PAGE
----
The next thing I noticed was the distance and accuracy. Last year I was really impressed with the length and distance gains I got from the VR_S driver (see my review here). For me the VR_S Covert is as long, if not a bit longer than the VR_S driver — the NexCOR face technology is responsible for the Covert’s extraordinary distance. But the most significant thing I experienced with the Covert was the accuracy. It is much straighter than the VR_S — my misses aren’t nearly as off-line and my shots are much more on target. This is because of the Covert’s remarkable stability at impact, caused by the movement of the club head’s mass to the heel and toe, which reduces twisting of the club head at impact.
Another improvement the Covert offers is increased forgiveness on off-center hits. Shots struck away from the center of the club face go straighter and farther with the Covert — the NexCOR face technology’s variable face thickness (thinner the farther you get away from the center) gives amazing distance on mishit shots, and the movement of the mass of the club to the heel and toe creates perimeter weighting that offers improved stability that keeps the club more square when you miss the middle of the face, producing straighter shots from less than ideal swings.
Finally, the FlexLoft adjustability system is very easy and intuitive to use. Removing the head is simple using the included wrench, and changing the loft and face angle combinations with the two adjustable collars can be done quickly and easily. It’s pretty cool knowing you actually have 15 clubs in one with the 15 different loft, lie and face angle combinations.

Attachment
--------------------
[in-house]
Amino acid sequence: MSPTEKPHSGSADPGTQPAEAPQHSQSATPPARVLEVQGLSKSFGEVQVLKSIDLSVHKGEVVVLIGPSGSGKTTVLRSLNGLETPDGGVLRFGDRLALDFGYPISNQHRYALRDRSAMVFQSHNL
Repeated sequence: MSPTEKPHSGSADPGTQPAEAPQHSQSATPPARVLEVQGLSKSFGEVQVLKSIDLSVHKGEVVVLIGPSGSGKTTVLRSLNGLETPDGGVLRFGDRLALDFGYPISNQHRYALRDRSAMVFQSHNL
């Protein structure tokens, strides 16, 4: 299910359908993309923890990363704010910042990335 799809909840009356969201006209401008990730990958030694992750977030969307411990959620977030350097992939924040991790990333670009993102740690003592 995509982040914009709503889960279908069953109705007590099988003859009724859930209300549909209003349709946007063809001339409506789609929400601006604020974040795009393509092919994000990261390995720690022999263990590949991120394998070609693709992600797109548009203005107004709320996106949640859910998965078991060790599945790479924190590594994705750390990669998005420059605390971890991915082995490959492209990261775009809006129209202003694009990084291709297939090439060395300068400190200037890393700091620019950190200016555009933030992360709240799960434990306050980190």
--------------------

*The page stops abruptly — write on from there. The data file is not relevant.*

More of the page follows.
Overall I’ve been really impressed with the performance of the VR_S Covert driver. Specific notes on the Covert’s performance attributes follow in the sections below.
Although I didn’t use a launch monitor, I hit the VR_S and VR_S Covert side by side — the VR_S Covert is very long, as long for me as the VR_S, if not a bit longer. The speed of the ball leaving the NexCOR face and watching the ball being launched straight at the target is very satisfying,
For me the Covert has a medium ball flight. My understanding is the Performance model that I tested has a higher ball flight than the Tour model, which is reported to have a lower, more boring ball flight. But we’ll need to wait for Damian’s and Alan’s reviews to confirm that.
The Covert is very accurate, and produces very straight shots due to the club’s weight being located towards the heel and toe. I feel confident that when I aim at my target, the Covert will send the ball there.
The Covert has great feel, and I can shape my shots when I need to. The FlexLoft adjustability system adds to the playability of this club, allowing me to change loft to raise or lower my ball flight, or close or open the face to create a specific shot shape.
The Covert is very forgiving on mishit shots — the NexCOR face gives shots hit off-center just about the same distance as shots struck in the middle of the face. The perimeter weighting keeps the club head from twisting on shots hit towards the heel and toe, producing straighter shots from less than perfect swings.
One of the more significsant characteristics of the VR_S Covert is its acoustics. The sound at impact is a distictively solid “thwack” (almost a “thud”), the sound of a very solid shot. There is no tinny aluminum sound or any hint of a “plink” at impact.
The VR_S Covert driver is a truly revolutionary driver with cutting edge technology that delivers superior results. The solid feel at impact and superior acoustics immediately stood out to me. The distance and accuracy I get with the Covert are exceptional. And the forgiveness on off-center hits is extraordinary. If you are in the market for a new driver — and even if you aren’t but might just be curious — you owe it to yourself to try out the VR_S Covert driver. I think you’ll be surprised, if not outright amazed by the performance of this groundbreaking new driver, just like I was.
One final note: If you are looking to buy the Covert driver, I highly recommend buying from Global Golf — as I mentioned above I’ve bought many Nike Golf items from over the years, I have always been happy with my experience buying from Global Golf and I know they’ll treat you right.
Editor’s note: The product reviewed above was supplied by the manufacturer to the reviewer/author free of charge for reviewing purposes only. The opinions expressed in the review are strictly those of the reviewer/author.
Editor’s note: This post is sponsored by Global Golf.